Finding out I had brain cancer and deciding to move across the country for a better chance at life had a huge impact on my family. We’re here, I’m alive, and I’m about as healthy as someone my age with brain cancer can be, but with that came with a lot of consequences.
Today I’m sharing one of the consequences of my decision, not from the ‘whether or not I should’ve done it’ perspective, that was addressed in my “Guilty…” blog. Instead, I offer it as an insight for others to consider how they see and treat other people, and as a reminder to myself in that department.
Here it goes: My youngest daughter, then eleven, didn’t want to move and leave her friends, the area, the seasonal weather, and didn’t want to start over. I knew this, but thought we could deal with it. We moved across the country and found out we couldn’t.
When we arrived, she flat out shut down and shut out. She had mixed feelings for me because she loves me and wanted me to have my best chance at life, but was legitimately angry because she felt that it took most of hers away. I had no idea at that time it was so extreme for her, and if I did, I have no idea what I would have done. But I did what I did, am healthy, but problems came with it and it wasn’t “happily ever after” for us.
My daughter was angry and certainly let it show. Everything she did, said, wore, expressed, looked at, et cetera was a giant, loud “Fuck You!” at her new middle school and often at home. She was angry that her life had been turned upside down, but then mad at herself that she was mad at me. It was a very hard time. She’s truly an old soul in so many ways, as well as pretty independent, so let’s just say that she was very clear and got what she wanted. No one she met felt comfortable or good around her and she was alone.
This went on for a long time. Isolating herself at school and only talking to others when necessary, staying in her room at home, and having a hard time taking on new activities were some of the results of her pain and anger. We got her counseling and she went for a while, then refused to go. We were afraid if we forced her, she would permanently fear counseling and not re-consider it in the future, so we gave her a slightly conditional out. She needed to spend more of her time outside of her room, outside of the house, and doing other things.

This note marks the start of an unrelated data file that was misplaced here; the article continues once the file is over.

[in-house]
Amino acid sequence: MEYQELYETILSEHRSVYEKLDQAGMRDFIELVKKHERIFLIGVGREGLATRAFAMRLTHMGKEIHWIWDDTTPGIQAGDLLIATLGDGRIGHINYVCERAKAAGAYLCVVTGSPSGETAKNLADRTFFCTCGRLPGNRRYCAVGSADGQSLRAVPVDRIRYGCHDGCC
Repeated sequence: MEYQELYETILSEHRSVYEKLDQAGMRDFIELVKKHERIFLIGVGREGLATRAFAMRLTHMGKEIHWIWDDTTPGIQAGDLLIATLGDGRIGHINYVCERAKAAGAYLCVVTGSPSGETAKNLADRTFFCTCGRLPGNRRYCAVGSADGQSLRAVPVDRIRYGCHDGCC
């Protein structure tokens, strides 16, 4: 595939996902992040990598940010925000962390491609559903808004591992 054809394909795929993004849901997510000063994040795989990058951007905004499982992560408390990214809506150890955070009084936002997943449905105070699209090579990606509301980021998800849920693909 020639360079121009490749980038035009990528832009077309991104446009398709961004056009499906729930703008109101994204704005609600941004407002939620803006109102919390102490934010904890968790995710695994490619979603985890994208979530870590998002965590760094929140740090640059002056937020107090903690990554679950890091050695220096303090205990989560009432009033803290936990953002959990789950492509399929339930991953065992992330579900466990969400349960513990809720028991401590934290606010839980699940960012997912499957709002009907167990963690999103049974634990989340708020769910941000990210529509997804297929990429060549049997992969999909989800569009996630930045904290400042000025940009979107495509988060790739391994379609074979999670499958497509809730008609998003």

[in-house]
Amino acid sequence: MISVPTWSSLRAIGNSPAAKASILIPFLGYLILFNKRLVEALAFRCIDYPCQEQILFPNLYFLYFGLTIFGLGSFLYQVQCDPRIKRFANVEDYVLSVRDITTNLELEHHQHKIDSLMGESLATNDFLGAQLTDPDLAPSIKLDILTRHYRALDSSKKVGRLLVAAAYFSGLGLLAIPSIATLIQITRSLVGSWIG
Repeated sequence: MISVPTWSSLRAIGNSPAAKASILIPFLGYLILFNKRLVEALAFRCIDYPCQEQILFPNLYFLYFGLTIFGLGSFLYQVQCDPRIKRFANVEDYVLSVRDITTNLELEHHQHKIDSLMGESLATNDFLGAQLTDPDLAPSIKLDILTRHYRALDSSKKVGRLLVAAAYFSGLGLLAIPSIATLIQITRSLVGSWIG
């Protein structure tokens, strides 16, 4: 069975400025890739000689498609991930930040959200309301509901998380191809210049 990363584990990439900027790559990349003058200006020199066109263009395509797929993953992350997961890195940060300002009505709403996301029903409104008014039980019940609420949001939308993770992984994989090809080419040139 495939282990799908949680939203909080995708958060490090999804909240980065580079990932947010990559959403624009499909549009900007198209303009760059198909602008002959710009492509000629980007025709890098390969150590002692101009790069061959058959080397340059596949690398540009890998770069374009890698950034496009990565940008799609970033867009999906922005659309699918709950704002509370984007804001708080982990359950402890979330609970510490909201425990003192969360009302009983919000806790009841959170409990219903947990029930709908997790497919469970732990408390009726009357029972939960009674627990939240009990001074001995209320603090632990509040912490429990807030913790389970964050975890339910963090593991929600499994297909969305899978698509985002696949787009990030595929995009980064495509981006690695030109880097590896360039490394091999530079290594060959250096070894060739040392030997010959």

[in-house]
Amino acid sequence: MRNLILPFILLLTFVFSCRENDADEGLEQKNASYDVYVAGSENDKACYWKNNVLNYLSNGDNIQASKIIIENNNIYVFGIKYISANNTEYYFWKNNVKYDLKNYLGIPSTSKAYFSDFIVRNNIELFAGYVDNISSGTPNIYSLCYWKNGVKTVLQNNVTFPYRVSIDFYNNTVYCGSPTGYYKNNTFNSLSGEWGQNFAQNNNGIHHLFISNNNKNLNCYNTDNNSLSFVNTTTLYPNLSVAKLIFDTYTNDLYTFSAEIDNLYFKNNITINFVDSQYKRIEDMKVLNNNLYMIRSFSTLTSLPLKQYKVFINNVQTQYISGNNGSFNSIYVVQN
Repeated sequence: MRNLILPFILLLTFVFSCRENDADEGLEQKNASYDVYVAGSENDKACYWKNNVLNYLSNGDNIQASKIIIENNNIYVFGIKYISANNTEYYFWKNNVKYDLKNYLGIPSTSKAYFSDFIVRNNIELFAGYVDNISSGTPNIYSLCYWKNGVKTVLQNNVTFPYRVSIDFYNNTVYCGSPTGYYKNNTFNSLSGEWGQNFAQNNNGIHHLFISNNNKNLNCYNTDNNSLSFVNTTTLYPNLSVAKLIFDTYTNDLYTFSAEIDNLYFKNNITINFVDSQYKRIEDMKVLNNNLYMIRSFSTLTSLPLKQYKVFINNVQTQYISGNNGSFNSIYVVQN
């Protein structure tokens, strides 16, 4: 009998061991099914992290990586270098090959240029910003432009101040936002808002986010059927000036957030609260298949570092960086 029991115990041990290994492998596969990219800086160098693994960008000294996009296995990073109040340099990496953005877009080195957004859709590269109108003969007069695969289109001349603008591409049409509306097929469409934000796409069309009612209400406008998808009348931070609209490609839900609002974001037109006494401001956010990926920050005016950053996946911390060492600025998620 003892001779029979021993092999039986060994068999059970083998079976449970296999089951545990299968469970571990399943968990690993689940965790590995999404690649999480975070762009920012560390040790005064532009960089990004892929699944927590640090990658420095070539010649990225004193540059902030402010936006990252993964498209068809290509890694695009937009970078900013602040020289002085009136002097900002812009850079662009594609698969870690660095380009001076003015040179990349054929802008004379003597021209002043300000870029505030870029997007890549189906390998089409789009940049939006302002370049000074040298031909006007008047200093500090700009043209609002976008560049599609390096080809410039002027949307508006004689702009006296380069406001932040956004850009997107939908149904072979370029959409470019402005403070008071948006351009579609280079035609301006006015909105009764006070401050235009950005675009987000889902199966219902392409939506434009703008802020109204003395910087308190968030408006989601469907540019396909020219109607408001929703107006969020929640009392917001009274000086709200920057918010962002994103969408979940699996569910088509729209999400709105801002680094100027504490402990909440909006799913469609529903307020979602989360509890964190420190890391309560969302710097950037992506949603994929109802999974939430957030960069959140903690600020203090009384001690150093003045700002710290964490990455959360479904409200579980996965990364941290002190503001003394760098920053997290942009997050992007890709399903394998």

At first it was just my husband or me taking her somewhere directly and then right home. It was what she could handle but we saw she was perking up slightly. We slowly kept nudging for more and it worked. Over time she became more involved with others at school, and eventually made friends and started doing things outside of school. Her relationships became deeper and she braved leaving the tight confines of school-based interactions for personal friendships based on the broader scope of her personality, life, and interests. That took a lot of vulnerability and really paid off.
Unfortunately, she also started to see some consequences for her actions. People had formed assessments, made decisions, and taken actions that continue to hold their place even though she was clearly changing. Some people still saw her as her old self, the angry “fuck you” person they met.
Now, about three years after the move things still aren’t where I’d like them to be, but they’re consistently moving in the right direction. She is beginning to have friends over to our house, go places with friends, get invited to parties, all the things I never even imagined would disappear. But she is still in a very different place than she was before our move. She has more people and groups that interest her, but she already left her mark with them. She is insecure now but pushes herself to be brave and try.
Most of this blog has been about my daughter so far, because it provides a perspective to consider for my overall point. Sometimes people are so hurt that they shut others out or act in a defensive manner. If they happen to feel better in the future, it took a lot of work and vulnerability to get there. If you notice this in someone, and you, yourself are in a good enough place, please be kind.
I’m not asking you to take abuse or suggesting you push forward when someone gives you a hard no. I’m not saying that it’s invalid to not want to be around people who don’t want to be around you. I’m talking about acknowledging that some people have been through very difficult times and noticing when they want to try again for a positive interaction or healthy relationship. I’m asking, not just writing a question, but actively asking that you consider giving someone a second chance when they’re trying to climb out of their dark place and turn to you. Sometimes really bad things bring on a lot of hard work and lead to really good things. I’m happy that my daughter tried again and made some new wonderful friends. I’m also really happy for her friends, that they took an opportunity to be friends with her, a very, very special girl whose love runs deep.